Some meal-offerings require oil and frankincense, some require oil but not frankincense, some frankincense but not oil, and some neither oil nor frankincense.
1. These require oil and frankincense:
the meal-offering of fine flour,
that prepared on a griddle,
that prepared in a pan,
the cakes and the wafers,
the meal-offering of the priests,
the meal-offering of the anointed high priest,
the meal-offering of a non-Jew,
the meal-offering of women,
the meal-offering of the omer.
2. The meal-offering offered with libations that come with an olah (burnt-offering) or a shelamim (a peace-offering)requires oil but not frankincense.
3. The Shewbread (lehem ha-panim) requires frankincense but not oil.
4. The two loaves,the sinner’s meal-offeringand the meal-offering of jealousy(of a sotah) require neither oil nor frankincense.
The first minhah that we find listed is “the meal-offering of fine flour.” Among the reasons offered for placing this minhahfirst is that it is the meal-offering where we find the requirement of both oil and frankincense clearly mentioned (seeVayikra 2:1), and therefore serves as the source for the other examples in the list. Rashi adds that someone who volunteers to bring a minhah without specifying which type will be required to bring a standard meal-offering of fine flour.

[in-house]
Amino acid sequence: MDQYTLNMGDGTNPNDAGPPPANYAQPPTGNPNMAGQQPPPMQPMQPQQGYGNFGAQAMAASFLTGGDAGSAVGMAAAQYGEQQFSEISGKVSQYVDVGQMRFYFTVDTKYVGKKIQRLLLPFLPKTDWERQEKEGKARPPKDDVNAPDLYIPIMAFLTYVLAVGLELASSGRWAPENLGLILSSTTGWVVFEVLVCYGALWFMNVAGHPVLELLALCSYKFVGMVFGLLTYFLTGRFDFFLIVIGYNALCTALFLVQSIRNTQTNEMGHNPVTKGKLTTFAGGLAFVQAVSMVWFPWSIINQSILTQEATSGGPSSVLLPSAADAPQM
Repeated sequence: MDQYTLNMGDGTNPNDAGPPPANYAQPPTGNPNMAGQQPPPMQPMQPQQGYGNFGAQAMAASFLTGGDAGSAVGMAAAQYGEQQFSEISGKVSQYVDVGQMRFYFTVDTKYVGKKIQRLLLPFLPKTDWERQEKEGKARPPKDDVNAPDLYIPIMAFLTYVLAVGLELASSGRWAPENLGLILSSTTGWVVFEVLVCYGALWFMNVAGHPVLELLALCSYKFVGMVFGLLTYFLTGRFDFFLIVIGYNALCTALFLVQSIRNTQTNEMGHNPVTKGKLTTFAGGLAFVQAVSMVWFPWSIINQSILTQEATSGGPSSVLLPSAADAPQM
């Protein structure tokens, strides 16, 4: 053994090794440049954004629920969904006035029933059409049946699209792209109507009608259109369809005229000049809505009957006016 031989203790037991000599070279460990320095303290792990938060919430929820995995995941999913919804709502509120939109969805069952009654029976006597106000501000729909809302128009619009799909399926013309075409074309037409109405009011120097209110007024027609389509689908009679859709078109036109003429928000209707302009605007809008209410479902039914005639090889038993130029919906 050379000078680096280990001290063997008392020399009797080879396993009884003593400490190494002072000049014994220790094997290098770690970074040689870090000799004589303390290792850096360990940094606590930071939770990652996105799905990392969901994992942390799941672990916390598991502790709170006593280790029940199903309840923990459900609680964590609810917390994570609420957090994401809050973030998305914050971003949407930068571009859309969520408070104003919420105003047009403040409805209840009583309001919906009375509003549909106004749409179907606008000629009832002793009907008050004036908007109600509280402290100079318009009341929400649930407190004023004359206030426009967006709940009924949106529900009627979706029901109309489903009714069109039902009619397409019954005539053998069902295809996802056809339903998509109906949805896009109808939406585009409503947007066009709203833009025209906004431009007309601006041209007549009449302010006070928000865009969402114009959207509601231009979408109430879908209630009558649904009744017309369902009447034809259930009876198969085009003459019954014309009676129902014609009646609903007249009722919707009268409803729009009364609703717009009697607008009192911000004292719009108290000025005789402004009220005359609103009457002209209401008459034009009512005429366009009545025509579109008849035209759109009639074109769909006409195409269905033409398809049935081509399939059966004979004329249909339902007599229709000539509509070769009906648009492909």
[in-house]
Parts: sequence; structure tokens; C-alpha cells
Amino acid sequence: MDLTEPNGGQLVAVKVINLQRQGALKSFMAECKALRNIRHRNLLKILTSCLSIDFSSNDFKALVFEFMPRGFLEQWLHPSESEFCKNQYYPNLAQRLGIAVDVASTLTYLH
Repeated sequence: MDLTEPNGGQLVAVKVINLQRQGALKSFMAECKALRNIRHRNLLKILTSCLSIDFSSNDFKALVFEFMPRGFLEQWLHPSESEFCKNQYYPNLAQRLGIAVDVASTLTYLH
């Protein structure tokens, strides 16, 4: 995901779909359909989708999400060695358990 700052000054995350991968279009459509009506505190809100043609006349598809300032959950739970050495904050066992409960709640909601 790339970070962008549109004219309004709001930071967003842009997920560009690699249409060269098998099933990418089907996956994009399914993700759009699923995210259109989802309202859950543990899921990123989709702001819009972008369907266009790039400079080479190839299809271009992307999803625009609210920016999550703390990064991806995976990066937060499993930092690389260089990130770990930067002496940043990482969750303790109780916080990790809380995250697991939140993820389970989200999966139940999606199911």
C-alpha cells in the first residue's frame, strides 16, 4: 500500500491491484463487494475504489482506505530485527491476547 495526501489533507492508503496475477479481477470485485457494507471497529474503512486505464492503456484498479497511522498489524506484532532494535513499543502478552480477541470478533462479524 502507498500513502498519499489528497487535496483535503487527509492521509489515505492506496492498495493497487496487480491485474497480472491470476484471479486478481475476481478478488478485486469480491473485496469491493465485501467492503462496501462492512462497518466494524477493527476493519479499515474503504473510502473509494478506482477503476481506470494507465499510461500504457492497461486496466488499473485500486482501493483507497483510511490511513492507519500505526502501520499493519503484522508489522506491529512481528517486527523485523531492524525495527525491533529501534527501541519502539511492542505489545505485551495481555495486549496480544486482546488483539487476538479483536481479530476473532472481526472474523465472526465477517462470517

In his Tosafot Yom Tov, Rav Yom Tov Lippman Heller points out that it is strange to find that the Mishnah brings up the case of lehem ha-panim in the list together with all of the different meal-offerings, for although it does have frankincense included in its composition, it is not really a korban minhah. In response, the Rashash explains at length how we must conclude that in fact the lehem ha-panim must be viewed as belonging to the general category of meal-offerings.